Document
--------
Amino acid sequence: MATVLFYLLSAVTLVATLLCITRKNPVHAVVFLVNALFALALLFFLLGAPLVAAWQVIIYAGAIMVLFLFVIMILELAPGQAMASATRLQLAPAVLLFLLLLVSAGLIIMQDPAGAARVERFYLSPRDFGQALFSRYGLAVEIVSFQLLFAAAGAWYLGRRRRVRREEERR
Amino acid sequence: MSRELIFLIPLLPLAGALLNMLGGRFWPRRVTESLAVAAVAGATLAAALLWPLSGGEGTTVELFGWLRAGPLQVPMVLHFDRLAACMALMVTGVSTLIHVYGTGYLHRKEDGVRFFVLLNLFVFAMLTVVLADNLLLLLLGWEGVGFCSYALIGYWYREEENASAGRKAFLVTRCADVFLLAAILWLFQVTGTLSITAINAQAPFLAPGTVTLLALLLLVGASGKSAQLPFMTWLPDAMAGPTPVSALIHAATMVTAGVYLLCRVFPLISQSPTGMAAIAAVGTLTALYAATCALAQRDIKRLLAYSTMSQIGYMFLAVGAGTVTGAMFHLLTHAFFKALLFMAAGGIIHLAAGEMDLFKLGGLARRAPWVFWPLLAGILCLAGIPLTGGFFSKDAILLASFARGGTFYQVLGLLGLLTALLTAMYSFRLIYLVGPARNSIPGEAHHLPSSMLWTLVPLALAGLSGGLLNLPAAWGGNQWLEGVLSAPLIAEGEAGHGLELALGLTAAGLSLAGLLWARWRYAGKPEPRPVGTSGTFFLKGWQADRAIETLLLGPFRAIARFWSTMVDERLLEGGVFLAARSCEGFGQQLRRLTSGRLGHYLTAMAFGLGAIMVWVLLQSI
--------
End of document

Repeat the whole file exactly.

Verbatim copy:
Amino acid sequence: MATVLFYLLSAVTLVATLLCITRKNPVHAVVFLVNALFALALLFFLLGAPLVAAWQVIIYAGAIMVLFLFVIMILELAPGQAMASATRLQLAPAVLLFLLLLVSAGLIIMQDPAGAARVERFYLSPRDFGQALFSRYGLAVEIVSFQLLFAAAGAWYLGRRRRVRREEERR
Amino acid sequence: MSRELIFLIPLLPLAGALLNMLGGRFWPRRVTESLAVAAVAGATLAAALLWPLSGGEGTTVELFGWLRAGPLQVPMVLHFDRLAACMALMVTGVSTLIHVYGTGYLHRKEDGVRFFVLLNLFVFAMLTVVLADNLLLLLLGWEGVGFCSYALIGYWYREEENASAGRKAFLVTRCADVFLLAAILWLFQVTGTLSITAINAQAPFLAPGTVTLLALLLLVGASGKSAQLPFMTWLPDAMAGPTPVSALIHAATMVTAGVYLLCRVFPLISQSPTGMAAIAAVGTLTALYAATCALAQRDIKRLLAYSTMSQIGYMFLAVGAGTVTGAMFHLLTHAFFKALLFMAAGGIIHLAAGEMDLFKLGGLARRAPWVFWPLLAGILCLAGIPLTGGFFSKDAILLASFARGGTFYQVLGLLGLLTALLTAMYSFRLIYLVGPARNSIPGEAHHLPSSMLWTLVPLALAGLSGGLLNLPAAWGGNQWLEGVLSAPLIAEGEAGHGLELALGLTAAGLSLAGLLWARWRYAGKPEPRPVGTSGTFFLKGWQADRAIETLLLGPFRAIARFWSTMVDERLLEGGVFLAARSCEGFGQQLRRLTSGRLGHYLTAMAFGLGAIMVWVLLQSI